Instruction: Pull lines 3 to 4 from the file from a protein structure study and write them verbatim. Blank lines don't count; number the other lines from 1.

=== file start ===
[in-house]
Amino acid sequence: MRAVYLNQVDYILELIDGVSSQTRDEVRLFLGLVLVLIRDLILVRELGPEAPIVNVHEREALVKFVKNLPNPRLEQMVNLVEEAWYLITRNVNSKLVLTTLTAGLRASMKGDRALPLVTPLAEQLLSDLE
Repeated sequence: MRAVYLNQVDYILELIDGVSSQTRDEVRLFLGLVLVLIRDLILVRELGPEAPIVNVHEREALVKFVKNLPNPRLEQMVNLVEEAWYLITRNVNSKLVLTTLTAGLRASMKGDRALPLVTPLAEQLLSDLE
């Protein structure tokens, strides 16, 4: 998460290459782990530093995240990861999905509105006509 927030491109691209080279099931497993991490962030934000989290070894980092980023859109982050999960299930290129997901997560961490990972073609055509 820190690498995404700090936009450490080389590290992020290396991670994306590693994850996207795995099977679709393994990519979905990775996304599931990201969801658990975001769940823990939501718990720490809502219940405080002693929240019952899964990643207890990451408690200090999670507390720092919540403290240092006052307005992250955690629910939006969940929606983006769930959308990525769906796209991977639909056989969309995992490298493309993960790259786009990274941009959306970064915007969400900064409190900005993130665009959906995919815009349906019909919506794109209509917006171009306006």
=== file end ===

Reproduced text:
Repeated sequence: MRAVYLNQVDYILELIDGVSSQTRDEVRLFLGLVLVLIRDLILVRELGPEAPIVNVHEREALVKFVKNLPNPRLEQMVNLVEEAWYLITRNVNSKLVLTTLTAGLRASMKGDRALPLVTPLAEQLLSDLE
């Protein structure tokens, strides 16, 4: 998460290459782990530093995240990861999905509105006509 927030491109691209080279099931497993991490962030934000989290070894980092980023859109982050999960299930290129997901997560961490990972073609055509 820190690498995404700090936009450490080389590290992020290396991670994306590693994850996207795995099977679709393994990519979905990775996304599931990201969801658990975001769940823990939501718990720490809502219940405080002693929240019952899964990643207890990451408690200090999670507390720092919540403290240092006052307005992250955690629910939006969940929606983006769930959308990525769906796209991977639909056989969309995992490298493309993960790259786009990274941009959306970064915007969400900064409190900005993130665009959906995919815009349906019909919506794109209509917006171009306006």